When President Franklin Roosevelt outlined the “four essential human freedoms” seventy years ago, he began where every small-“d” democrat must: “The first is freedom of speech and expression—everywhere in the world.”
From the founding of the American experiment, it has been understood that freedom of expression is the essential building block of democracy. At the individual level, this means freedom of speech. At the collective level, this means freedom of assembly. At the societal level, this means freedom of the press.
Roosevelt recognized, as World War II raged, that Americans would fight and die for freedom not in the abstract but in reality. And at the core of that fight would be a struggle to assure that citizens of all lands would be free not merely to speak but to speak truth to power—and that a free press would be at the ready to hold the powerful to account.
In Egypt this week, forces aligned with President Hosni Mubarak have effectively declared war on freedom of the press.They do so not because of some vague antipathy toward reporters but because of their understanding that a free press holds the powerful account and provides the powerless with the information they need to become their own governors.
According to the Committee to Protect Journalists (CPJ): “Egyptian President Hosni Mubarak unleashed an unprecedented and systematic attack on international media [Thursday] as his supporters assaulted reporters in the streets while security forces began obstructing and detaining journalists covering the unrest that threatens to topple his government.”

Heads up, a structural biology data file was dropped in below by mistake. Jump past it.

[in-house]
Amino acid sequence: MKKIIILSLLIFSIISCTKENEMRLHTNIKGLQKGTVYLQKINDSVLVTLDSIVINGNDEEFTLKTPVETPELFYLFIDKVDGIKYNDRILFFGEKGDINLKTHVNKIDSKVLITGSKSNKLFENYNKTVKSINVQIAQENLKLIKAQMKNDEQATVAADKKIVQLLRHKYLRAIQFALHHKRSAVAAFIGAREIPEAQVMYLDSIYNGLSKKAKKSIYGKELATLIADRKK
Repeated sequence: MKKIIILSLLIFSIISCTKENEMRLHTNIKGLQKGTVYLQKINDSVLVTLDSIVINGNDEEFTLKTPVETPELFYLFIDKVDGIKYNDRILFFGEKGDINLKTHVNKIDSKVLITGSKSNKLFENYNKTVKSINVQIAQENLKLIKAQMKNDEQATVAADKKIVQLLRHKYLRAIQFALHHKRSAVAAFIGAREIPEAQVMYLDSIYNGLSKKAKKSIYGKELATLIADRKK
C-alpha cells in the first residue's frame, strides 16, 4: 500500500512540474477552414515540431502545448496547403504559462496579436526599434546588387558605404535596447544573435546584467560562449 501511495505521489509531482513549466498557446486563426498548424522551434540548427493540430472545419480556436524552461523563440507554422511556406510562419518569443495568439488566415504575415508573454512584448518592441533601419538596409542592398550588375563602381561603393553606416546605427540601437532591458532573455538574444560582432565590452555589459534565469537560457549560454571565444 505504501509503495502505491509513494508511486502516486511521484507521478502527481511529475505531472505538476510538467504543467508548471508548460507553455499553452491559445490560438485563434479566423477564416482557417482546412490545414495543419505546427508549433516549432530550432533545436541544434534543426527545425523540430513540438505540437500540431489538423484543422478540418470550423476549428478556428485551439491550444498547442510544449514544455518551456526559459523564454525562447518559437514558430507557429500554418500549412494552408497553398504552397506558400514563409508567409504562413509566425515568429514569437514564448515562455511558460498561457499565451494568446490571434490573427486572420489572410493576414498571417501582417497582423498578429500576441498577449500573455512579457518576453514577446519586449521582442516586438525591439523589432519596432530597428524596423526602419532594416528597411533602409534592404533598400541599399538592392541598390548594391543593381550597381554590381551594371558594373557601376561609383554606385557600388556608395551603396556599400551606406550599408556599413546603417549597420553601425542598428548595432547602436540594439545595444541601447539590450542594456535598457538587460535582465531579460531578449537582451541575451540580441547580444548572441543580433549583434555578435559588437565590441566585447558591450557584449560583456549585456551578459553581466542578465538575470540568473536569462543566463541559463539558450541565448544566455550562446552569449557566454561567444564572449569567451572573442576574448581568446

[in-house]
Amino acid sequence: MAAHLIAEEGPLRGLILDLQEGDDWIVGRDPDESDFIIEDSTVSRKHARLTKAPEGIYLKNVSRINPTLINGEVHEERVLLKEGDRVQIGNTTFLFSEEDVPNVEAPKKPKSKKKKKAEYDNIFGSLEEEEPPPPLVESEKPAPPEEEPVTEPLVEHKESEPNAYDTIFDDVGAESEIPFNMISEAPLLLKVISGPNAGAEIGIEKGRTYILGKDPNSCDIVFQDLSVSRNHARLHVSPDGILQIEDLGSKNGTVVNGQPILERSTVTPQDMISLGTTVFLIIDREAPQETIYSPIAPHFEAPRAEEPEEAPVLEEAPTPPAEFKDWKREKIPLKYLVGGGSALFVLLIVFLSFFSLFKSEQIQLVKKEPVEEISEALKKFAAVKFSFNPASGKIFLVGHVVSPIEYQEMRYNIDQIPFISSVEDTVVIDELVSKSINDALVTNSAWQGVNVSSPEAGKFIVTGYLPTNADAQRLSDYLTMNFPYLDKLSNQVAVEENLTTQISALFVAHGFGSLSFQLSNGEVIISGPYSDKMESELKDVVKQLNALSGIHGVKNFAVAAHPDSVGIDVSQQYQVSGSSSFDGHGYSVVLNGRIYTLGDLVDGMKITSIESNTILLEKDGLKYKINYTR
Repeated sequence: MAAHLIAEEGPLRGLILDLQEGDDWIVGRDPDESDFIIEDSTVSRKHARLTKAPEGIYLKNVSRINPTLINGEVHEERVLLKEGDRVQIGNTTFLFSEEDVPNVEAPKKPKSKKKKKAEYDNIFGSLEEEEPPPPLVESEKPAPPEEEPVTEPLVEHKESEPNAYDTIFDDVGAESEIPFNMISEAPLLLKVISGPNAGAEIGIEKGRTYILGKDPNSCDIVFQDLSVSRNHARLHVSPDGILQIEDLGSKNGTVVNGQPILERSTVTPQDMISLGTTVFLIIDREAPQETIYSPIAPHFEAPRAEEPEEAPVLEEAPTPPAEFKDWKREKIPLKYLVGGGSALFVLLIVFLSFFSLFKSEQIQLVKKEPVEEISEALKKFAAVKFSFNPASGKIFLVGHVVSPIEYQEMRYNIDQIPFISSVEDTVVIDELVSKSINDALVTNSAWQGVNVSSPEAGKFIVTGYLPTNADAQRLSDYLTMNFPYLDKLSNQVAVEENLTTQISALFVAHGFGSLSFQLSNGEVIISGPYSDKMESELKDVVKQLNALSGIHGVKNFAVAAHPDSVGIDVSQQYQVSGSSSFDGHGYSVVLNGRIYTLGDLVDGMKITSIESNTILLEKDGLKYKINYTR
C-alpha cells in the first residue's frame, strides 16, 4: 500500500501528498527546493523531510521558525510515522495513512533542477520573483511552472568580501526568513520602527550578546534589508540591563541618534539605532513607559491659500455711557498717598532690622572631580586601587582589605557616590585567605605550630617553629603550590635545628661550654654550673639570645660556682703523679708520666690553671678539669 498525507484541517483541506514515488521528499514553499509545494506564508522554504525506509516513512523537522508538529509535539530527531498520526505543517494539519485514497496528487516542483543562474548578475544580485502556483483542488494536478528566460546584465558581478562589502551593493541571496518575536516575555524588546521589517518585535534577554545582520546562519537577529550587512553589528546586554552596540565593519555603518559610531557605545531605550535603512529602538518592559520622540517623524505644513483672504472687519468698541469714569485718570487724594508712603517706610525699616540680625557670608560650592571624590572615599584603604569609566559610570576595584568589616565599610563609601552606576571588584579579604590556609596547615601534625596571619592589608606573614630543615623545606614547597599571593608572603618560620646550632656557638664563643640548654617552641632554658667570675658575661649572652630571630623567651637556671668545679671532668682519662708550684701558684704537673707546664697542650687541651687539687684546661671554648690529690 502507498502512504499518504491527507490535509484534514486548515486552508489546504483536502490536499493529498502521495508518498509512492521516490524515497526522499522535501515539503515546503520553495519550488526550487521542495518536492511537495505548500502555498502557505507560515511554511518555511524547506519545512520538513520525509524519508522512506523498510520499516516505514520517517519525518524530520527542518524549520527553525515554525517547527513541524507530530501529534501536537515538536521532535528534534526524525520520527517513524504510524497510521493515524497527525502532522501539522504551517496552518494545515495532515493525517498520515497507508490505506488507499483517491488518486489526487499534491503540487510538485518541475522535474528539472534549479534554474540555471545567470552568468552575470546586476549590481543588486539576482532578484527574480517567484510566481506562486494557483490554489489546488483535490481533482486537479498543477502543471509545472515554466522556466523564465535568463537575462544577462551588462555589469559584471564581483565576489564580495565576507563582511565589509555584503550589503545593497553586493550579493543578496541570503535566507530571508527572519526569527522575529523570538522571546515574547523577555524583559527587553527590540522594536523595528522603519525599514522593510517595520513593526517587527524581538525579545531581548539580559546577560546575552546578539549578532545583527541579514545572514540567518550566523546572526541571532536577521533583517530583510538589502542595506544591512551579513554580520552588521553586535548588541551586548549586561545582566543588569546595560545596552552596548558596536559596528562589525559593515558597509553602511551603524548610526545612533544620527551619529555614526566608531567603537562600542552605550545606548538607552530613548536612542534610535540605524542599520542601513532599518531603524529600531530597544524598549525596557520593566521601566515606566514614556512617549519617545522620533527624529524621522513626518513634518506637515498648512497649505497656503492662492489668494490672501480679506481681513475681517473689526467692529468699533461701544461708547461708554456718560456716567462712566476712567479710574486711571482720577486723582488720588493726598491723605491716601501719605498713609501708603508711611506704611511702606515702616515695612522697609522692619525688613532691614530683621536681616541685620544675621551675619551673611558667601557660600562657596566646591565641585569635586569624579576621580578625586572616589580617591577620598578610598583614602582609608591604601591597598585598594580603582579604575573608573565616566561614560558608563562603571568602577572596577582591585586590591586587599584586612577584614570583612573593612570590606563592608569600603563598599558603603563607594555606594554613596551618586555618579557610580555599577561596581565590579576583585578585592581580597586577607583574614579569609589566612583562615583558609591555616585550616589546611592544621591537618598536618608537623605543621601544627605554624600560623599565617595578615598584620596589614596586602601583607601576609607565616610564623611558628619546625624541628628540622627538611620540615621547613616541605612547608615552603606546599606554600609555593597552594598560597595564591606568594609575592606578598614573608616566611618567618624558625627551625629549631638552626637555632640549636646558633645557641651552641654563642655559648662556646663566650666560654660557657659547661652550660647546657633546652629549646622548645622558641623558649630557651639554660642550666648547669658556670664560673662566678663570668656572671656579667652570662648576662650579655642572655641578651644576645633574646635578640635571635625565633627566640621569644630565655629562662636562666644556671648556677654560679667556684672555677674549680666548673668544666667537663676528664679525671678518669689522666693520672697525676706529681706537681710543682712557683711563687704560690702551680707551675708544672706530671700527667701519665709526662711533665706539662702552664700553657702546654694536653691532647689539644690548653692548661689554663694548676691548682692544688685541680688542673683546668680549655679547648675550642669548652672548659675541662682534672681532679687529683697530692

“This is a dark day for Egypt and a dark day for journalism. The systematic and sustained attacks documented by CPJ leave no doubt that a government-orchestrated effort to target the media and suppress the news is well under way. With this turn of events, Egypt is seeking to create an information vacuum that puts it in the company of the world’s worst oppressors, countries such as Burma, Iran and Cuba,” says CPJ executive director Joel Simon. “We hold President Mubarak personally responsible for this unprecedented action, and call on the Egyptian government to reverse course immediately.”
But the demand is not only on Mubarak and those around him, including his new vice president, Omar Suleiman, who has taken the lead in encouraging attacks on foreign journalists. It is also on the Obama administration, which has yet to make a clear break with an Egyptian regime that continues to collect $1.5 billion annually in US funding—most of it going to security forces.
The point here is not that journalists deserve special protections, nor unique expressions of concern. They do not. The point is that when journalists come under attack, it is not just freedom of expression that is assaulted. When journalism comes under attack, the fundamental underpinning of civil and democratic society are undermined—and the power of the autocrat, the strongman, the thug is extended.